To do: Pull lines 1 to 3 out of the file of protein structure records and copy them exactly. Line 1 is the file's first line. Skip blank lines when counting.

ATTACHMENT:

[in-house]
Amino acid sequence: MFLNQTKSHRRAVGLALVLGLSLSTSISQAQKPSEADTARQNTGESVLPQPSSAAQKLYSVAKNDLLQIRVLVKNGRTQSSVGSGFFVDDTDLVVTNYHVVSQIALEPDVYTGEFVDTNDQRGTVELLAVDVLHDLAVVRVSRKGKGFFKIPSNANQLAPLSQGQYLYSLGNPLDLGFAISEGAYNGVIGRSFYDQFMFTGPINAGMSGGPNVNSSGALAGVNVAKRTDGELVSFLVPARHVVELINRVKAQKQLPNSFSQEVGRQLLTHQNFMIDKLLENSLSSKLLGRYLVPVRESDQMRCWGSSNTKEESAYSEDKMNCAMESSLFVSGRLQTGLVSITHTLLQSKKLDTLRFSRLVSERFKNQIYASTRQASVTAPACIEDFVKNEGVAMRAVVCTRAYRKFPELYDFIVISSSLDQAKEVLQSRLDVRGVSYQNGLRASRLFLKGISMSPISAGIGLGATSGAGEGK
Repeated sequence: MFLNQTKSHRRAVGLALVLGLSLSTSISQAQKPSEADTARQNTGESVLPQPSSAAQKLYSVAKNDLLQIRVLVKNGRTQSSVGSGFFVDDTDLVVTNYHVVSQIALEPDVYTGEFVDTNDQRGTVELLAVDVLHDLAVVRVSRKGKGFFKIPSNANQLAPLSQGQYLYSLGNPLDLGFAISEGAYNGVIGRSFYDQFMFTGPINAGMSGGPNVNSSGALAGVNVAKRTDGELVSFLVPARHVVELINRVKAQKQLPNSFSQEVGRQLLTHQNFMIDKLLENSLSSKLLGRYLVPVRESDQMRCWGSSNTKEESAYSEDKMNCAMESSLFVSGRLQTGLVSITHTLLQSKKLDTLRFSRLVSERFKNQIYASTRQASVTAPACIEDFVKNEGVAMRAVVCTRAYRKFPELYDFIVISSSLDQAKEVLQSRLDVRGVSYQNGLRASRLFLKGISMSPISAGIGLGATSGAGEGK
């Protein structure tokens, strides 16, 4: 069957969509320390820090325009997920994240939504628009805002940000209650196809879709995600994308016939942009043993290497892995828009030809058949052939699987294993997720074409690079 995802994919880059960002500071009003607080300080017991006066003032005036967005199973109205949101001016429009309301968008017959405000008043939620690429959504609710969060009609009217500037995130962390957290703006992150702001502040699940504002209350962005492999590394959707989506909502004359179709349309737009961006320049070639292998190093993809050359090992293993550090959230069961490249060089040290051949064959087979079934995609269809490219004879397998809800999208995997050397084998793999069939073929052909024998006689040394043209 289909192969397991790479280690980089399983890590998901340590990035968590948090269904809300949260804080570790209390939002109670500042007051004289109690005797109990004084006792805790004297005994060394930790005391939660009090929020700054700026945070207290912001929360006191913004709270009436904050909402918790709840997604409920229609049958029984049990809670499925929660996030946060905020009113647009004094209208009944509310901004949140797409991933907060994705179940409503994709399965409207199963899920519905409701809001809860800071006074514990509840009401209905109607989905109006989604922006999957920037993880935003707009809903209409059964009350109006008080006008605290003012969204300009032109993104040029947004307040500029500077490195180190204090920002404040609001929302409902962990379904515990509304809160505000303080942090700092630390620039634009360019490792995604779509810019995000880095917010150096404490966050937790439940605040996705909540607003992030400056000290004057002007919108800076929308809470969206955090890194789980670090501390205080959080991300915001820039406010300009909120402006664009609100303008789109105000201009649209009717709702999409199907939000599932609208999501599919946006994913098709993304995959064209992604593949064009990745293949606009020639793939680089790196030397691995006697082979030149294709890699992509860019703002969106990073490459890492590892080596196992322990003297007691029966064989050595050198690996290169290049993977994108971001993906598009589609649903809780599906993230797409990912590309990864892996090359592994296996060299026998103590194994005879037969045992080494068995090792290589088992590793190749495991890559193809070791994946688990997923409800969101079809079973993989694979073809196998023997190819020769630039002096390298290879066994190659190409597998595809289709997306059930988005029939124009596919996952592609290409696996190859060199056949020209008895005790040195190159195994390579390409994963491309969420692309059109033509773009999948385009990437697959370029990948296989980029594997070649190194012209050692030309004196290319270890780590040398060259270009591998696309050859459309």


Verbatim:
[in-house]
Amino acid sequence: MFLNQTKSHRRAVGLALVLGLSLSTSISQAQKPSEADTARQNTGESVLPQPSSAAQKLYSVAKNDLLQIRVLVKNGRTQSSVGSGFFVDDTDLVVTNYHVVSQIALEPDVYTGEFVDTNDQRGTVELLAVDVLHDLAVVRVSRKGKGFFKIPSNANQLAPLSQGQYLYSLGNPLDLGFAISEGAYNGVIGRSFYDQFMFTGPINAGMSGGPNVNSSGALAGVNVAKRTDGELVSFLVPARHVVELINRVKAQKQLPNSFSQEVGRQLLTHQNFMIDKLLENSLSSKLLGRYLVPVRESDQMRCWGSSNTKEESAYSEDKMNCAMESSLFVSGRLQTGLVSITHTLLQSKKLDTLRFSRLVSERFKNQIYASTRQASVTAPACIEDFVKNEGVAMRAVVCTRAYRKFPELYDFIVISSSLDQAKEVLQSRLDVRGVSYQNGLRASRLFLKGISMSPISAGIGLGATSGAGEGK
Repeated sequence: MFLNQTKSHRRAVGLALVLGLSLSTSISQAQKPSEADTARQNTGESVLPQPSSAAQKLYSVAKNDLLQIRVLVKNGRTQSSVGSGFFVDDTDLVVTNYHVVSQIALEPDVYTGEFVDTNDQRGTVELLAVDVLHDLAVVRVSRKGKGFFKIPSNANQLAPLSQGQYLYSLGNPLDLGFAISEGAYNGVIGRSFYDQFMFTGPINAGMSGGPNVNSSGALAGVNVAKRTDGELVSFLVPARHVVELINRVKAQKQLPNSFSQEVGRQLLTHQNFMIDKLLENSLSSKLLGRYLVPVRESDQMRCWGSSNTKEESAYSEDKMNCAMESSLFVSGRLQTGLVSITHTLLQSKKLDTLRFSRLVSERFKNQIYASTRQASVTAPACIEDFVKNEGVAMRAVVCTRAYRKFPELYDFIVISSSLDQAKEVLQSRLDVRGVSYQNGLRASRLFLKGISMSPISAGIGLGATSGAGEGK